All proceeds go to an outstanding cause, the Wisconsin Lions Foundation Camp at Rosholt, Wisconsin. Since 1956, the Wisconsin Lions Camp has provided quality camping experiences to Wisconsin residents with disabilities free of charge.
Advance tickets are $8.50 for adults, $9 at the door, $2.50 for children under 12, free for children under 5, and include everything on the menu.
Call 262-786-5735 or 262-786-4449 for ticket information.
I hope to see you at the New Berlin Lioness Annual Champagne Breakfast this Sunday.
The state record of $3.43 per gallon was set May 26 and matched this week, according to AAA Wisconsin. The average price of unleaded gas is up more than 13 cents from a month ago and nearly 55 cents from a year ago.
Locally, the Milwaukee Journal/Sentinel reports, “the Milwaukee figure was roughly 12 cents higher (than the national price), $3.51, according to the AAA motor club. The previous high for the Milwaukee area was $3.49, set on May 24, 2007.”
I think we can agree that now is the worst time to raise gas taxes. But that is exactly what the Governor Doyle’s administration is suggesting.
Two weeks ago, on April 2, Wisconsin Department of Transportation Secretary Frank Busalacchi testified before a House panel in Washington D.C. that the federal gas tax, now 18 cents, should be raised to 40 cents to pay for improvements to the nation's infrastructure.
Busalacchi testified, “Raising taxes is never an easy decision. For the good of the country, we have to make this investment,” according to the Green Bay Press Gazette.
That means if the governor’s Transportation Secretary had his way, motorists in Milwaukee would currently be paying $3.91 per gallon.
Just before the latest upsurge in gas prices, the Green Bay Press Gazette editorialized on April 15:
“Busalacchi is a member of the Natural Surface Transportation Policy and Revenue Study Commission, which recently submitted its final report. Among its findings is a gap of 71 cents to 88 cents per gallon between ‘currently sustainable’ federal highway costs and the amount of dollars the tax is expected to bring in through 2020. In other words, more than doubling the federal gasoline tax is just the start.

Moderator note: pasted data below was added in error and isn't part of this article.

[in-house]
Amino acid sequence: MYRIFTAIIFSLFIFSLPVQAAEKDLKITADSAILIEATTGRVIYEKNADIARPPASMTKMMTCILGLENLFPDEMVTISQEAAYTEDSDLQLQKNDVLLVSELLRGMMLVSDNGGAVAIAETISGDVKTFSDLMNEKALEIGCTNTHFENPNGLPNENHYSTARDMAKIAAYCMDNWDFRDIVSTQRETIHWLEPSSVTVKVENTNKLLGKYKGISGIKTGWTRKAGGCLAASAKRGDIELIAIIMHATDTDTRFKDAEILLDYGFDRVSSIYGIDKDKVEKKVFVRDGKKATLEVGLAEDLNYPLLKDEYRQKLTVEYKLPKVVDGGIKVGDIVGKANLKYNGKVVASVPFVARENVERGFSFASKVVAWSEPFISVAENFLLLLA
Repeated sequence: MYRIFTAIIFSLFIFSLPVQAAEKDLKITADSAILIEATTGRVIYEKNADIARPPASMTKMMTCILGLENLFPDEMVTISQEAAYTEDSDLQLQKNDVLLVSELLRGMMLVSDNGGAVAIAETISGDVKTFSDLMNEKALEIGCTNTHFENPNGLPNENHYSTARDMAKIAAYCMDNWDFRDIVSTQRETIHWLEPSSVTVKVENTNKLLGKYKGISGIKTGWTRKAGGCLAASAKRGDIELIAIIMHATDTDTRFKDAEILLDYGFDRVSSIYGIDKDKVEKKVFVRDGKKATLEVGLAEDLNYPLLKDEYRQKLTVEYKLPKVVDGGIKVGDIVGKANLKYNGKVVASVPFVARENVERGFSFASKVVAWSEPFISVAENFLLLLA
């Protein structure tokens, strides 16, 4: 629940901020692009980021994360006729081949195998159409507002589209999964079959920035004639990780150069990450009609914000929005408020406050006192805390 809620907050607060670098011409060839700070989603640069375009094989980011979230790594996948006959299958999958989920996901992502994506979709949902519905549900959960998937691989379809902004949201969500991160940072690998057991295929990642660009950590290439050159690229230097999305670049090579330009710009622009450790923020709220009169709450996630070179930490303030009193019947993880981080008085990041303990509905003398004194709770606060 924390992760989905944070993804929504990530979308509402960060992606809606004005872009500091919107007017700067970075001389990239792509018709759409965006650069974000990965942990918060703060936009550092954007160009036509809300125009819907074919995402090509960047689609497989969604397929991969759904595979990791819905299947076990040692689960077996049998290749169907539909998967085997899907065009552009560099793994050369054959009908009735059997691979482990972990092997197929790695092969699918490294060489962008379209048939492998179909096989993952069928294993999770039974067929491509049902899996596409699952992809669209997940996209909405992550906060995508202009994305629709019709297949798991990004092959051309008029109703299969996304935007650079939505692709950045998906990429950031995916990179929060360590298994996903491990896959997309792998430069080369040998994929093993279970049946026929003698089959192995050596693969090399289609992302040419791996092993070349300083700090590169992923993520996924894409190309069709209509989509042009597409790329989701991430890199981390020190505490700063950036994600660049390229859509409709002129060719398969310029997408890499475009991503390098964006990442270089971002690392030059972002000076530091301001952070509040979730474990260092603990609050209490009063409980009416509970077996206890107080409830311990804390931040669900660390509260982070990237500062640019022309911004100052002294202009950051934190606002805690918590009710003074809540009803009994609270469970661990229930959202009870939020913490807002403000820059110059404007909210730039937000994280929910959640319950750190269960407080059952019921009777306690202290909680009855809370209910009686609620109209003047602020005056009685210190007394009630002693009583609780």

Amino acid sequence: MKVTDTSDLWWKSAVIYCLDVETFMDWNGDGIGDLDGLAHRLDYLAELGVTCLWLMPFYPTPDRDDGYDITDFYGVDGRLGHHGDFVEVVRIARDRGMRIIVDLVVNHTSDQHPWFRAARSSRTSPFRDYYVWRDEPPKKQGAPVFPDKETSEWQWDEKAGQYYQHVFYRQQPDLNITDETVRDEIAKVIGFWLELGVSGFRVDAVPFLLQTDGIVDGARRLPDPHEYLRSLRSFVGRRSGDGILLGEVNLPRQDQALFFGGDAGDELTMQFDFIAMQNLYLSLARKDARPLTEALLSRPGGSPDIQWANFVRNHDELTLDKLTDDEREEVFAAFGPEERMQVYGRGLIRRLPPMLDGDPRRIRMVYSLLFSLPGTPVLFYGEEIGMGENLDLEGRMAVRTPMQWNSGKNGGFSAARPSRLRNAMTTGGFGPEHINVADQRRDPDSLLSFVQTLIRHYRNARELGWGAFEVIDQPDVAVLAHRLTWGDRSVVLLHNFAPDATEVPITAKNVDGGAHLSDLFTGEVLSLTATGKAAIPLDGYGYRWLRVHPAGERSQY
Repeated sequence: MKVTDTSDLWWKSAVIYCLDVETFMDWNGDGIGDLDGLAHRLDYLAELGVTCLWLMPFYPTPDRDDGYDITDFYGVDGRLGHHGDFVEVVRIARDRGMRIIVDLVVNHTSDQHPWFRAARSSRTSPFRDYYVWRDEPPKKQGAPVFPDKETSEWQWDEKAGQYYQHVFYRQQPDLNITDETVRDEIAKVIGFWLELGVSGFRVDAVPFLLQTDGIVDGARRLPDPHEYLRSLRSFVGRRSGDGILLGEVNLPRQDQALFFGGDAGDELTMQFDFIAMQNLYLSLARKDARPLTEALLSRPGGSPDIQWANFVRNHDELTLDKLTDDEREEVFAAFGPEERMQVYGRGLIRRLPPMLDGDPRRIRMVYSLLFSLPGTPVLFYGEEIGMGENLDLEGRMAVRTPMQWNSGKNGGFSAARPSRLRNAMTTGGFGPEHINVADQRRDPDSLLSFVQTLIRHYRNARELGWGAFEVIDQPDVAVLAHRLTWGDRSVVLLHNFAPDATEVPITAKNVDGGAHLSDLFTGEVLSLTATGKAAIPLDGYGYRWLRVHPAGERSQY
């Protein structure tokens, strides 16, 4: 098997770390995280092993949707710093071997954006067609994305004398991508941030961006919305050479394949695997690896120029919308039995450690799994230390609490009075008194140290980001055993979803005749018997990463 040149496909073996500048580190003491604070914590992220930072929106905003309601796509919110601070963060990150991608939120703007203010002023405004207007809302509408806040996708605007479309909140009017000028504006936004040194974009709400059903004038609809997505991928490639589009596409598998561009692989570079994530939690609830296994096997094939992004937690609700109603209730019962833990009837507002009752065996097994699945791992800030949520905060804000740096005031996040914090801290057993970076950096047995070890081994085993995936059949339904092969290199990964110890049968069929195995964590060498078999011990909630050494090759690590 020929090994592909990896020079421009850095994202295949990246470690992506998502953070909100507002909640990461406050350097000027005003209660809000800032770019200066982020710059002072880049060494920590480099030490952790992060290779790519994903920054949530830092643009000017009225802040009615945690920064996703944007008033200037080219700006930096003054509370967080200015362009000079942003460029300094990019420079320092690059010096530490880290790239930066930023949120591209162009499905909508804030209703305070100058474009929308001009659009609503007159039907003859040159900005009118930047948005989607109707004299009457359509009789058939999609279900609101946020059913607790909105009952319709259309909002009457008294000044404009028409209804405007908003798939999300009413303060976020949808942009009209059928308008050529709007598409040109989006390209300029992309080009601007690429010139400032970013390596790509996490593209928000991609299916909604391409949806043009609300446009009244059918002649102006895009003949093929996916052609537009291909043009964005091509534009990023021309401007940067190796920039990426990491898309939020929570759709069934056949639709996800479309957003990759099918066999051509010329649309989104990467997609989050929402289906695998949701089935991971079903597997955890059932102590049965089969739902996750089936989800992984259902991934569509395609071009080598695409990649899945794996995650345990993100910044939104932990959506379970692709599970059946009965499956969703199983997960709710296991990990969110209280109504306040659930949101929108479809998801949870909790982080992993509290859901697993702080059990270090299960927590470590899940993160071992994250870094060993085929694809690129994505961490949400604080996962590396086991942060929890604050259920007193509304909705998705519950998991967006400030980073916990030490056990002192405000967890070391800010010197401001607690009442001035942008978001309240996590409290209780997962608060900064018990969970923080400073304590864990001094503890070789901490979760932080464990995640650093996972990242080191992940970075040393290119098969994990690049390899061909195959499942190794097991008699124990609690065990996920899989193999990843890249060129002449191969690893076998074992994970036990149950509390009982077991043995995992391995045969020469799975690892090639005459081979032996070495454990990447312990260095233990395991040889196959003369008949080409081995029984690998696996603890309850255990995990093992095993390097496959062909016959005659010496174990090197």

This is the same Frank Busalacchi who has worked with Gov. Jim Doyle to shift state transportation funds about three-quarters of a billion dollars in the last two budgets. First there was a $500 million raid on the gas tax revenues to boost the education fund, saddling DOT with the equivalent in debt service. Now Doyle is proposing $190 million in additional borrowing so that the cash from the gasoline tax can help balance the budget.
Which is it? Is the transportation fund so low that the gasoline tax needs to be doubled on a nationwide basis, as Busalacchi preached in Washington, or is the fund so flush that it can be used as a slush fund for any state purpose every couple of years, as Busalacchi has practiced in Madison?”
Compare Busalacchi’s idea to John McCain’s consumer-friendly proposal to suspend federal gas taxes between Memorial Day and Labor Day.
While gas prices continue to rise and Busalacchi preaches they should go up even higher, more and more motorists are filling up their tanks and then taking off without paying. The Door County Advocate reports station owners are seeing more drive-off’s, but usually catch the violators, thanks to camera systems that focus in on license plates.
Most, if not all of you reading this blog would never drive away without paying for your gas, and that is very smart.
Wisconsin statute 943.21 (1m) (d) reads, “Whoever does any of the following may be penalized… Having obtained gasoline or diesel fuel from a service station, garage, or other place where gasoline or diesel fuel is sold at retail or offered for sale at retail, intentionally absconds without paying for the gasoline or diesel fuel…..”
Drive off without paying and you are subject to a Class D forfeiture.
A Class D forfeiture may result in a fine up to $200. That amounts to 56.98 gallons of gas.